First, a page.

The international character of education has recently been emphasized by the severance of bonds of science and scholarship that had existed so long as to seem virtually indestructible. The outbreak of war in Europe found the nations in the midst of an era of constructive achievement in education. Measures pending during 1913–14 have for the most part been deferred; this very fact, however, makes it possible to evaluate to some extent what is now a completed chapter in educational progress. It is significant that the lines of achievement are much the same in the leading civilized nations; these are mainly the spread of elementary educational advantages to all classes of the population; provision for vocational training by public agencies; and conservation of the health of school children.
The report of the Canadian Royal Commission on Industrial Training and Technical Education, appointed in 1910, was completed during the year; it is an admirable addition to the world-wide surveys of industry and education that are characteristic of our time. Its recommendations called for an annual appropriation by the Government of $3,000,000 a year for a period of 10 years. This represents a considerable sum for a country whose educational system comprises an enrollment of 1,333,971 pupils and a teaching force of 40,496.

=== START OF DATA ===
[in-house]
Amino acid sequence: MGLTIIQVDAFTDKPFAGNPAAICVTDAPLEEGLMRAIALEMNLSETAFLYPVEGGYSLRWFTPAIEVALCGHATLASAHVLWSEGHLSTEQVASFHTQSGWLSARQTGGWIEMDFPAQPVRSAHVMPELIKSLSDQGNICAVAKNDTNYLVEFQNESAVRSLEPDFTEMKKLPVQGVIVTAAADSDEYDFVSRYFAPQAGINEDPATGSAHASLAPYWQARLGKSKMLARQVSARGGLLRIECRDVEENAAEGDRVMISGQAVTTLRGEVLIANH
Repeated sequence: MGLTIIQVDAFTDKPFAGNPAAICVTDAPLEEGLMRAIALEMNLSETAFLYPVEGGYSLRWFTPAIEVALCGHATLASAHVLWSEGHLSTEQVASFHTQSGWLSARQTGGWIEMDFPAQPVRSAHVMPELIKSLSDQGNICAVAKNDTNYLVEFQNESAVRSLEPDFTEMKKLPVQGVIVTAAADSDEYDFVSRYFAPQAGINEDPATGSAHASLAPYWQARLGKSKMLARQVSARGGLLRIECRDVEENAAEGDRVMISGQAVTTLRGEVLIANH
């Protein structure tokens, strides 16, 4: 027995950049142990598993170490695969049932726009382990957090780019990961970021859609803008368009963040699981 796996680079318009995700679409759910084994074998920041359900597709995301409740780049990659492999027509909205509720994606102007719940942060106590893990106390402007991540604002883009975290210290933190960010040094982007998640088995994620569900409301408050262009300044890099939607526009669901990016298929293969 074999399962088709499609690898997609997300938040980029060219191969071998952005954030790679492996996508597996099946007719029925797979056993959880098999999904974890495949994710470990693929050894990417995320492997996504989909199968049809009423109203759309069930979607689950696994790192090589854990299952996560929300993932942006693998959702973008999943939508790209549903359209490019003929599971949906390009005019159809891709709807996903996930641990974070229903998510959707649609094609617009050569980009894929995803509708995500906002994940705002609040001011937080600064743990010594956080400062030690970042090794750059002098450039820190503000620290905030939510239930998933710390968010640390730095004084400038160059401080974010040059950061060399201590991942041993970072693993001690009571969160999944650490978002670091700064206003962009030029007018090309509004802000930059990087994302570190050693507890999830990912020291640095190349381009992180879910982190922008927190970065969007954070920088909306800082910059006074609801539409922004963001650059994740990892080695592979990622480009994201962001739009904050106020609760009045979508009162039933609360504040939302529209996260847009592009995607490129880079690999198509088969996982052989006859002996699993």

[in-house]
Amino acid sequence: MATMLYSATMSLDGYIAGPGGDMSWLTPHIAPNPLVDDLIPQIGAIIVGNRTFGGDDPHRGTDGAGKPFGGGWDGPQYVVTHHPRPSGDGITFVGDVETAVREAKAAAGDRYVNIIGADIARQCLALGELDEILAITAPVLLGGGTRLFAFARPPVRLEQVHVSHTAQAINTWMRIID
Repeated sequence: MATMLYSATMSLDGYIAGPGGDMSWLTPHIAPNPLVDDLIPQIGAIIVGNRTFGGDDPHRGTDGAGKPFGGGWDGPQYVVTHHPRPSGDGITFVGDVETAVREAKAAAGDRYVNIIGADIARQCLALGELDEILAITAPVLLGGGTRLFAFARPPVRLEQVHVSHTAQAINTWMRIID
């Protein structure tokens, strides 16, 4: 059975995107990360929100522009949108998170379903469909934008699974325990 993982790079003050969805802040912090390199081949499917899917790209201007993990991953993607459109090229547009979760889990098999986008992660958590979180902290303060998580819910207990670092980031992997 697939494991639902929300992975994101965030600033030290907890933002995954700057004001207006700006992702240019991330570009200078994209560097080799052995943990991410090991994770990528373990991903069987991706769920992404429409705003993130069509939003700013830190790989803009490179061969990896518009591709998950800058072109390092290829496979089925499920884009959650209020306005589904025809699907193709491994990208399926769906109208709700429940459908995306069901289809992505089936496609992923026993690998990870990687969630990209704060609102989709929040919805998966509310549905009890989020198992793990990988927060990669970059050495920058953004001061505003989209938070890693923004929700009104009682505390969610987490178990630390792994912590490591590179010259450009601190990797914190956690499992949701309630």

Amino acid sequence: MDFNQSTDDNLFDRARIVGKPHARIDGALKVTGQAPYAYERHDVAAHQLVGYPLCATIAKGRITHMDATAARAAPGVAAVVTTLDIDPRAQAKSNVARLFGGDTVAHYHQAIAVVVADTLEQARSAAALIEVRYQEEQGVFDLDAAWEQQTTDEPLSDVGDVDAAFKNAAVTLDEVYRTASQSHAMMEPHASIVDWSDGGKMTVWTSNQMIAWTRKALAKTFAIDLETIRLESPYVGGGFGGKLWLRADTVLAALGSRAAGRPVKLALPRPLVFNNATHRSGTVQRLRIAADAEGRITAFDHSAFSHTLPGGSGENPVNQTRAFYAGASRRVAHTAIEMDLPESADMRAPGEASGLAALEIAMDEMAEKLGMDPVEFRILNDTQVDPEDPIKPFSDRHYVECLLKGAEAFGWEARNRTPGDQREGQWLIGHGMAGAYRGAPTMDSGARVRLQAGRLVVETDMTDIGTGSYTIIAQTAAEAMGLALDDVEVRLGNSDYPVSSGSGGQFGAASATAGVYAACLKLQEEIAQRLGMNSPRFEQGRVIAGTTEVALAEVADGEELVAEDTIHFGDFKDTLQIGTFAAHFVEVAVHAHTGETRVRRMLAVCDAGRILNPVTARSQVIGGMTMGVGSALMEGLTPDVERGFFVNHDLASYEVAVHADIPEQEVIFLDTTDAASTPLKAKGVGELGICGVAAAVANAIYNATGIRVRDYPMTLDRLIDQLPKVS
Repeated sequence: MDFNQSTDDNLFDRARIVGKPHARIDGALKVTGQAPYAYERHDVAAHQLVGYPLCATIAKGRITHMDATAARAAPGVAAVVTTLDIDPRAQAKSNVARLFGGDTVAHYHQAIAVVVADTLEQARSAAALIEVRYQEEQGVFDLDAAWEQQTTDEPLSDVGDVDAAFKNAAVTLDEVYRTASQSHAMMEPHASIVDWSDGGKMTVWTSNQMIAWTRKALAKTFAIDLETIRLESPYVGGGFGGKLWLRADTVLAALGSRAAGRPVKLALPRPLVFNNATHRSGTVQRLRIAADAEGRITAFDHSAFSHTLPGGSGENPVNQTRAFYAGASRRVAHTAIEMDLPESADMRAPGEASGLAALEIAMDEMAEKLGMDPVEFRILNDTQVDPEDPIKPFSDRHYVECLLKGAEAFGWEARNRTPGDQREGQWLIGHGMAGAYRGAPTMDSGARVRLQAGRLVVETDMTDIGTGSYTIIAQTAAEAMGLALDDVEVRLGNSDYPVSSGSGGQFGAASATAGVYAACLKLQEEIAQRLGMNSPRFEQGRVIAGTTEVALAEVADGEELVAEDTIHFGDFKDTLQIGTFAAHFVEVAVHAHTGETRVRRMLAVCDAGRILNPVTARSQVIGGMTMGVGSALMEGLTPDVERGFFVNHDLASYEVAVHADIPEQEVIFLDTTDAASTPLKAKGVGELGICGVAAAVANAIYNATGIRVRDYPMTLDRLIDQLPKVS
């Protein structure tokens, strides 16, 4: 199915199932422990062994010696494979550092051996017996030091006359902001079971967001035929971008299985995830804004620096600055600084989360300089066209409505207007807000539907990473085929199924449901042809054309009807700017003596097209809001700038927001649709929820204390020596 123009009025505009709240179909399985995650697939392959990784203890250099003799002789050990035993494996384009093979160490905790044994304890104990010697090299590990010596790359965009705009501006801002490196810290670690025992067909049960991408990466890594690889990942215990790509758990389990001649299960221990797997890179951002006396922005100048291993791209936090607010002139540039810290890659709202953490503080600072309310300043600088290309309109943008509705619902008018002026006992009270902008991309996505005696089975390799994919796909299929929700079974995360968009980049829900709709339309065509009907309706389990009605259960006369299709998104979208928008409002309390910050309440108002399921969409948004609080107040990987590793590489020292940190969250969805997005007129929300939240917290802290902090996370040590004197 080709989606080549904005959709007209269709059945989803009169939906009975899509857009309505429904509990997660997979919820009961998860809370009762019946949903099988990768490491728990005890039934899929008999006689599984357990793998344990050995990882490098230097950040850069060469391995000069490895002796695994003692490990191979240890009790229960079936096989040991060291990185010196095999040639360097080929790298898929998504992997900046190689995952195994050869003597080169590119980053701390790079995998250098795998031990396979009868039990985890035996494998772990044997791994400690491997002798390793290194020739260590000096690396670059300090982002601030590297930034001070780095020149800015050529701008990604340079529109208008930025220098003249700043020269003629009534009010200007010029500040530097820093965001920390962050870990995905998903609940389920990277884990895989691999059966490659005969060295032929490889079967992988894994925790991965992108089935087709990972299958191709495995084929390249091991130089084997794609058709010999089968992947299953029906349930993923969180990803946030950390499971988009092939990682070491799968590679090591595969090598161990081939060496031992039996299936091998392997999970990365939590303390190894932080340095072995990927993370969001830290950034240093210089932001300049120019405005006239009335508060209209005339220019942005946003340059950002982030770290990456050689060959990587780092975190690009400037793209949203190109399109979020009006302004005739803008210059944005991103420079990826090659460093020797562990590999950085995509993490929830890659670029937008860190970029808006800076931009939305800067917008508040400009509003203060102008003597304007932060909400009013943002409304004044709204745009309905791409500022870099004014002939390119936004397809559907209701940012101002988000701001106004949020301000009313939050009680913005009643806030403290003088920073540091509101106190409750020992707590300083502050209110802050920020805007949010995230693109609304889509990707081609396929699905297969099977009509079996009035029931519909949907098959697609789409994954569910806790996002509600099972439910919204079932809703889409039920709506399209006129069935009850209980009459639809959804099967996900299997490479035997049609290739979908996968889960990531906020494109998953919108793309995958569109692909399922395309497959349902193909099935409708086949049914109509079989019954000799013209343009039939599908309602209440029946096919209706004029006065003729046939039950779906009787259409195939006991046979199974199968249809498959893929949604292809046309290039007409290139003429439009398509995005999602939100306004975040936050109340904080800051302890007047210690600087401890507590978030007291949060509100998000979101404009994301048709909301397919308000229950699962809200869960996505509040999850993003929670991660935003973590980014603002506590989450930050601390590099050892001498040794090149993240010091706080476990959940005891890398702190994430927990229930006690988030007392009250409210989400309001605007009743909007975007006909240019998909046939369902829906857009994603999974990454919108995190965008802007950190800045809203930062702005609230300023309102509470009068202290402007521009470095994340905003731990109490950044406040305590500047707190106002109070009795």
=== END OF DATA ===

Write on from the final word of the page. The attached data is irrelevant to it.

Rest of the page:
The States of Central and South America are actively engaged in extending the advantages of primary education to all their inhabitants; they have long enjoyed the advantages of secondary and higher education and technical training.
In England the school enrollment for 1914 was 5,618,030, practically the same as last year. England and Scotland have both made notable progress recently in the development of welfare activities-medical inspection, open-air schools, and school clinics.
In France recent efferts for development have been marked in the field of continuation schooling. In Sweden a thorough investigation of elementary instruction has resulted in reorganization at a number of points; and Denmark has continued the rural education development which has been such a striking lesson to the rest of the world.
For completeness of the school provision Germany remains conspicuous. The elementary and middle schools, corresponding roughly to the elementary and secondary schools of the United States, enrolled about 11,000,000 pupils, or a little over 16 per cent of the population. There were 26,621 continuation schools in the German Empire in 1912, with an attendance of 1,342,825 pupils.
Education in Austria-Hungary is complicated by an intricate political and racial situation. Illiteracy is high in parts of the dual kingdom, and recent efforts have had to do with reducing it. For